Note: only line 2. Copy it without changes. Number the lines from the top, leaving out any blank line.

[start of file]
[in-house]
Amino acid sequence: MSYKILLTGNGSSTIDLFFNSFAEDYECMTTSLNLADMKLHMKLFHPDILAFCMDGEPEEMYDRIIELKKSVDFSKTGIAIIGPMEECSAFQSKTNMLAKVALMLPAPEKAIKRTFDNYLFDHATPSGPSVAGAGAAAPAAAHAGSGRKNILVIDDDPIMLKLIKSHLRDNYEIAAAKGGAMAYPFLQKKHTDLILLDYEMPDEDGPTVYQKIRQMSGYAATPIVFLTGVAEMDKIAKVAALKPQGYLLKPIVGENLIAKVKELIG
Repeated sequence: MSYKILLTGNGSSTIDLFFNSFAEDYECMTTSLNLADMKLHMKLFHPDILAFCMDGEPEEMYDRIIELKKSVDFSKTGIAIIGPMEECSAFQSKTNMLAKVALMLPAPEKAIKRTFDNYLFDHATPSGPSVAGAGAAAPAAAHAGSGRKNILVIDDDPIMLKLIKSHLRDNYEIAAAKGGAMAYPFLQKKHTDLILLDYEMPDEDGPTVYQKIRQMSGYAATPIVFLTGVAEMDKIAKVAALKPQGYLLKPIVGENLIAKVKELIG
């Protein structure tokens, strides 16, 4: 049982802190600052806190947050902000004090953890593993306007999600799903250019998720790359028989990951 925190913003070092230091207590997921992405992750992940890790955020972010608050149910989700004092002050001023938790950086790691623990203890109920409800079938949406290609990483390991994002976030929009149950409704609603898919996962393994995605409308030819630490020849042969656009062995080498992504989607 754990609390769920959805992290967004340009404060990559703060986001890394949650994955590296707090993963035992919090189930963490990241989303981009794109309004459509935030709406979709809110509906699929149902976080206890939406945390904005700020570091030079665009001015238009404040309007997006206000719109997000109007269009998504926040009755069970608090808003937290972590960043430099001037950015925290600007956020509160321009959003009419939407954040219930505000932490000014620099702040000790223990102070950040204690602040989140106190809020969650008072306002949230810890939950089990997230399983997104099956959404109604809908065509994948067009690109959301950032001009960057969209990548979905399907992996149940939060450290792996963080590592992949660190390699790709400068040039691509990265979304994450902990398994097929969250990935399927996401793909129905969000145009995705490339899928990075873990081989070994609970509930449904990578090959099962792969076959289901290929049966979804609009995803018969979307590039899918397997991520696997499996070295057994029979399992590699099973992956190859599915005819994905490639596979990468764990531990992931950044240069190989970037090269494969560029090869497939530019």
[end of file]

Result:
Amino acid sequence: MSYKILLTGNGSSTIDLFFNSFAEDYECMTTSLNLADMKLHMKLFHPDILAFCMDGEPEEMYDRIIELKKSVDFSKTGIAIIGPMEECSAFQSKTNMLAKVALMLPAPEKAIKRTFDNYLFDHATPSGPSVAGAGAAAPAAAHAGSGRKNILVIDDDPIMLKLIKSHLRDNYEIAAAKGGAMAYPFLQKKHTDLILLDYEMPDEDGPTVYQKIRQMSGYAATPIVFLTGVAEMDKIAKVAALKPQGYLLKPIVGENLIAKVKELIG